FDA Takes Action to Ensure the Safety and Effectiveness of Laboratory Developed Tests

"The final rule announced today ensures that health care decisions are based on reliable test results." - Robert M. Califf, M.D.

by | May 30, 2024

Today, the U.S. Food and Drug Administration (FDA) took significant steps to enhance the safety and effectiveness of laboratory-developed tests (LDTs), which are increasingly pivotal in healthcare decisions. Concerns about these tests have been raised for many years.

Understanding Laboratory-Developed Tests (LDTs)

LDTs are in vitro diagnostic products (IVDs) designed, manufactured, and used within a single clinical laboratory meeting specific regulatory requirements. These tests are crucial for diagnosing and monitoring various health conditions by examining specimens, such as blood, saliva, or tissue. They measure substances like proteins, glucose, cholesterol, or DNA to provide essential health information.

FDA’s New Regulations for IVDs and LDTs

The FDA has issued a final rule clarifying that IVDs, including those manufactured by laboratories, are considered devices under the Federal Food, Drug, and Cosmetic Act (FD&C Act). This amendment marks the beginning of a four-year phase-out of the FDA’s general enforcement discretion for LDTs. Additionally, the FDA has implemented targeted enforcement policies for specific IVD categories produced by laboratories.

Ensuring Reliable Healthcare Decisions

FDA Commissioner Robert M. Califf, M.D., emphasized the necessity of these changes, stating, “LDTs are now used widely for critical purposes, including newborn screening and cancer risk prediction. The final rule announced today ensures that health care decisions are based on reliable test results.”

Addressing Modern Lab Developed Tests LDT Risks

Historically, the FDA exercised enforcement discretion for most LDTs, focusing on lower-risk, small-volume tests. However, the modern use of LDTs involves higher risks, advanced technology, and larger patient populations. The FDA has identified numerous instances where inaccurate or ineffective LDTs have caused patient harm, including tests for cancer treatment and COVID-19 diagnosis.

Protecting Patients and Reducing Health Care Costs

Increased oversight will mitigate the risks of inaccurate LDT results, preventing unnecessary treatments and ensuring proper care. This change aims to reduce healthcare costs by avoiding ineffective or misleading tests.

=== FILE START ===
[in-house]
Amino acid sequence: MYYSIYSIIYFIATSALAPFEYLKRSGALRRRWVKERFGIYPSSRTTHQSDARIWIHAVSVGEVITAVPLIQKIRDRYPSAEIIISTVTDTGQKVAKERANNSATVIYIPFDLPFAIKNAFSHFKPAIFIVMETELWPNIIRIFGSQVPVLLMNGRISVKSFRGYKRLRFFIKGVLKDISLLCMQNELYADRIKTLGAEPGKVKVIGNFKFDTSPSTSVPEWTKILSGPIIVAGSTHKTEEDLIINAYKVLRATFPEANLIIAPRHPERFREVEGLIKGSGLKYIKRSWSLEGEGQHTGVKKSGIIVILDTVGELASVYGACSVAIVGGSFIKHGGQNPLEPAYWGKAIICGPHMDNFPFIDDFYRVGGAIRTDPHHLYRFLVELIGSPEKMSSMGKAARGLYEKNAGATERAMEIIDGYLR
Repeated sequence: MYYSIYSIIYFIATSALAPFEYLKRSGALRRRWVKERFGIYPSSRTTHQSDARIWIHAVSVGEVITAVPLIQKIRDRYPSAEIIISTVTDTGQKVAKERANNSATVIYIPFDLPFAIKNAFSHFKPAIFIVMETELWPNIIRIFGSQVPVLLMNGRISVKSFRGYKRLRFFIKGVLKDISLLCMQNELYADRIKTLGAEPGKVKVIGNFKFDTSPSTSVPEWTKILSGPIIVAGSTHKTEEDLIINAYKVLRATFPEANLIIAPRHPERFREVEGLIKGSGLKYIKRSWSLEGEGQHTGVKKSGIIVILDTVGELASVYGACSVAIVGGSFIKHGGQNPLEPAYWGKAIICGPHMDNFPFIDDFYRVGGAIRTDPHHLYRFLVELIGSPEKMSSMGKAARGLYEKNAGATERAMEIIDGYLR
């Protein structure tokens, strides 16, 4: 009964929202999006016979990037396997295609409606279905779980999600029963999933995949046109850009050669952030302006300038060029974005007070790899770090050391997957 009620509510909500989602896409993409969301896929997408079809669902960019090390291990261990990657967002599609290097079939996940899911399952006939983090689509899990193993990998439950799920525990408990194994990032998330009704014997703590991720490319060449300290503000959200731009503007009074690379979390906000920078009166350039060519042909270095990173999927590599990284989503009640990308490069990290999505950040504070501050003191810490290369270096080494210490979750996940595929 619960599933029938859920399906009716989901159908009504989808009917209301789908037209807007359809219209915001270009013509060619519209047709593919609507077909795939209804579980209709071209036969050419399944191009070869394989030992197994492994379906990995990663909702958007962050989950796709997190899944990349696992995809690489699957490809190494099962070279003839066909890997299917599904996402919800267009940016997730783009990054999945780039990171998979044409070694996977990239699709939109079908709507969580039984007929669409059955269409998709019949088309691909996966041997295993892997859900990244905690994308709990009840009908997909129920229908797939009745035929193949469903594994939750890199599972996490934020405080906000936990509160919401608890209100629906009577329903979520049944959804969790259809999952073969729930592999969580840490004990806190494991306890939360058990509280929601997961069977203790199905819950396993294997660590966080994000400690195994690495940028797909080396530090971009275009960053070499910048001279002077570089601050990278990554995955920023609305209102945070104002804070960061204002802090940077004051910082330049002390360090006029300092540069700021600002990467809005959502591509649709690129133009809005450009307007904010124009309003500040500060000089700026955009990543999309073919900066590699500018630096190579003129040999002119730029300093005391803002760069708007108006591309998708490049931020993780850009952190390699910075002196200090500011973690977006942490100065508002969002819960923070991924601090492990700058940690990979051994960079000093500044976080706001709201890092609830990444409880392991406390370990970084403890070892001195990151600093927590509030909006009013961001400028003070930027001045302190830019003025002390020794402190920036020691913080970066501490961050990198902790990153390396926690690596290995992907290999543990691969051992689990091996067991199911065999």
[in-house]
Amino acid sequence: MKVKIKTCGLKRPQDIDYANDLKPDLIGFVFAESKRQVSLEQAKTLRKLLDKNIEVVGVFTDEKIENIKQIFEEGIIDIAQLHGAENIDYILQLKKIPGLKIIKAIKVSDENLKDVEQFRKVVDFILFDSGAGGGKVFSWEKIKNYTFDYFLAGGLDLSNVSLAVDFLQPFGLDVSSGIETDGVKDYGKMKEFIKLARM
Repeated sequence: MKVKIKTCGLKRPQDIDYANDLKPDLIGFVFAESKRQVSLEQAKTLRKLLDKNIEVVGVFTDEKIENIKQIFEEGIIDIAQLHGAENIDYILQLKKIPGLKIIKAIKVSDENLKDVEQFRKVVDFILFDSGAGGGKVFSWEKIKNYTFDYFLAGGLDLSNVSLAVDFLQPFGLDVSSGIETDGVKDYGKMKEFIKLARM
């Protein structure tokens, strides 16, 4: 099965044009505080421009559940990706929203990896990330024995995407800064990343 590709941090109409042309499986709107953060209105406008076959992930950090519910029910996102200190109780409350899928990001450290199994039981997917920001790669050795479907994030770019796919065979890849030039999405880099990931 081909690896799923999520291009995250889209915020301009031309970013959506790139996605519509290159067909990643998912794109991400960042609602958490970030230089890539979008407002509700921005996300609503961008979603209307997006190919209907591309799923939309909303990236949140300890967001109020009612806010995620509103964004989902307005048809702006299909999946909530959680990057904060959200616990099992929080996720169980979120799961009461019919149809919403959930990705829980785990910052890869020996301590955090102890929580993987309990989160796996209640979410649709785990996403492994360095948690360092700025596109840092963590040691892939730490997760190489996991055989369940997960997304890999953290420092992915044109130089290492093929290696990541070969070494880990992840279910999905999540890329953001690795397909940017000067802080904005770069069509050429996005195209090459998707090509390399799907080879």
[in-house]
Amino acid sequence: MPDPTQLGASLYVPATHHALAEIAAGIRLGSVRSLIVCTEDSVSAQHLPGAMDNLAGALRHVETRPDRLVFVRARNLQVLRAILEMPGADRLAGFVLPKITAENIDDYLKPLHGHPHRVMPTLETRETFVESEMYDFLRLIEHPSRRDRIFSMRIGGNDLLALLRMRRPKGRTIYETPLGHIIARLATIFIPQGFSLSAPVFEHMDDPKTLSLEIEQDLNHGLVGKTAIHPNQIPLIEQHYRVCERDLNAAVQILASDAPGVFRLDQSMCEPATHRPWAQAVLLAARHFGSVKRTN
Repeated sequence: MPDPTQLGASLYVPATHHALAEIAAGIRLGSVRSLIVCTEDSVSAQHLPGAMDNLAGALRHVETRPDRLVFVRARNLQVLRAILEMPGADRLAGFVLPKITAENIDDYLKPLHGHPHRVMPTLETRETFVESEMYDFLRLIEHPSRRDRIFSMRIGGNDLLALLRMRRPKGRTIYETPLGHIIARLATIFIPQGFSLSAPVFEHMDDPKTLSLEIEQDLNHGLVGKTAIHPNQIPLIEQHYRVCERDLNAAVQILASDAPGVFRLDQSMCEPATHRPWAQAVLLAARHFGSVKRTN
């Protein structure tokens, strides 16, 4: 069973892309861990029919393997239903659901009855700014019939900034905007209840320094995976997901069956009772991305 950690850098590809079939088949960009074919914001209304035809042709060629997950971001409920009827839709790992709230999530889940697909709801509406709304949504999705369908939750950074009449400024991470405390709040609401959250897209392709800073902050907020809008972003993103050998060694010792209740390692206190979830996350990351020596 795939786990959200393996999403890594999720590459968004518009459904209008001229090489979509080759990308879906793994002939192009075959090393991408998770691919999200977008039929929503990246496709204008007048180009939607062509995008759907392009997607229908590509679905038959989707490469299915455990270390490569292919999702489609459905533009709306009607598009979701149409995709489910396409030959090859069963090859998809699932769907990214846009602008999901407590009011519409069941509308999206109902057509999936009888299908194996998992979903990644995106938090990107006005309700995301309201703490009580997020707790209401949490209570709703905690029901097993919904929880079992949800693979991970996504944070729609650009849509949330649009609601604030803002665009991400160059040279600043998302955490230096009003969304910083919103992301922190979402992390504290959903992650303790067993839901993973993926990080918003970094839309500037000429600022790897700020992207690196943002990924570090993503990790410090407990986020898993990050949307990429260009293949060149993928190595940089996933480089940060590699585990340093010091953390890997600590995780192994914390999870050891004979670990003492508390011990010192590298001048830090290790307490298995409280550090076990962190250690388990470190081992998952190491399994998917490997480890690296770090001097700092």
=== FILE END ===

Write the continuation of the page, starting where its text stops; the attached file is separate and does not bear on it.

Promoting Innovation and Health Equity

Enhanced compliance with the FD&C Act will foster confidence in IVDs regardless of their manufacturing location. The FDA’s oversight will also support better representation in validation studies and transparency about test performance across diverse patient populations, advancing health equity.

Future of Lab Develop Lab Developed Tests LDT Regulation

Jeff Shuren, M.D., J.D., director of the FDA’s Center for Devices and Radiological Health, highlighted the importance of today’s action. “This step ensures the safety and effectiveness of LDTs while maintaining access to critical tests. The targeted enforcement policies will help patients and healthcare professionals trust the tests they rely on.”

Phaseout Policy and Enforcement Discretion

The FDA will phase out its general enforcement discretion for LDTs over four years, ensuring a smooth transition for laboratories and continued patient care. The FDA will exercise enforcement discretion for certain IVD categories, including:

  • IVDs offered as lab-developed tests LDTs marketed before the final rule’s issuance.
  • LDTs manufactured within healthcare systems to meet unmet patient needs where no FDA-authorized test is available.
  • Lab Developed Tests LDTs approved by New York State’s Clinical Laboratory Evaluation Program (CLEP).

These policies are designed to balance patient access to essential tests while ensuring their safety and effectiveness.


The FDA’s new regulations for LDTs and IVDs aim to protect public health by ensuring the accuracy and reliability of these tests. This move will enhance patient care, reduce healthcare costs, and promote innovation in diagnostic testing.

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  • Pam Wertalik

    Passionate science/technology entrepreneur and founder of, the first web-based platform for laboratory outsourcing and scientific sourcing. . Proud, award-winning former FDA, US Food and Drug Administration Consumer Safety Officer, Medical Device Specialist, International Cadre.

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